What is liberty? Why is it valuable, and what are its proper bounds? What roles does law play in protecting, defining, and perhaps threatening liberty? If protecting liberty is a key goal of the rule of law, is it the only one? What other values and goals need to be balanced against the claims of liberty, and how should we go about doing so?
The Liberty & Law Reading Group provides an opportunity for faculty and students to come together in an informal setting to engage critically with texts that seek to illuminate these foundational questions. Each term we will choose some set of readings that addresses core issues regarding the relationship between liberty and law, and meet on a biweekly basis to discuss them. While we need to keep the size of the group during any given term limited to a number that is conducive to meaningful conversation, we welcome and encourage anyone in the law school community with an interest in these topics to join in, whatever your perspective may be. The purpose of this conversation is to grapple with difficult questions, not to propagate any pre-determined answers.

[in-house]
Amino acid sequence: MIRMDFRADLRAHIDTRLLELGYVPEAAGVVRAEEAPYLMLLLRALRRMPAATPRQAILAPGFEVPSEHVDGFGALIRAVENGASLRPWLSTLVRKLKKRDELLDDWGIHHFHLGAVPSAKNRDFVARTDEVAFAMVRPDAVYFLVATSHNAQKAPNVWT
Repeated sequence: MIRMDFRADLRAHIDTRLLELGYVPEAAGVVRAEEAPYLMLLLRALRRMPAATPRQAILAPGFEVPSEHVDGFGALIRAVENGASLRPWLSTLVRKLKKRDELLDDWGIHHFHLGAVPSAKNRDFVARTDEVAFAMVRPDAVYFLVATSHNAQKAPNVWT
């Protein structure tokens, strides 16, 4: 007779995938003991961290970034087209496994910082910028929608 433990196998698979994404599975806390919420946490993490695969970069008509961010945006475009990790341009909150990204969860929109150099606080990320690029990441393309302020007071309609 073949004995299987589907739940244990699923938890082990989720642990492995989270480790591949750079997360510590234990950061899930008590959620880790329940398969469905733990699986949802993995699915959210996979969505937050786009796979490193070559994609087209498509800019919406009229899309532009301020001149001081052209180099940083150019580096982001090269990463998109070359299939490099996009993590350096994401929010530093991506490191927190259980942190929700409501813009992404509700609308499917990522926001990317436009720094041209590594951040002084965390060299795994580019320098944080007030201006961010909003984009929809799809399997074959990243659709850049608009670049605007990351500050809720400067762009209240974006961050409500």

~ Spring 2019: Law, Legislation and Liberty by Friedrich Hayek
~ Fall 2019: The Structure of Liberty by Randy Barnett
~ Spring 2020: The Limits of Liberty by James M. Buchanan
~ Fall 2020: The Classical Liberal Constitution by Richard Epstein
~ Spring 2021: The Classical Liberal Constitution by Richard Epstein (second half)
~ Fall 2021: Writings on Critical Race Theory and its Critics
If you have any questions, please email firstname.lastname@example.org.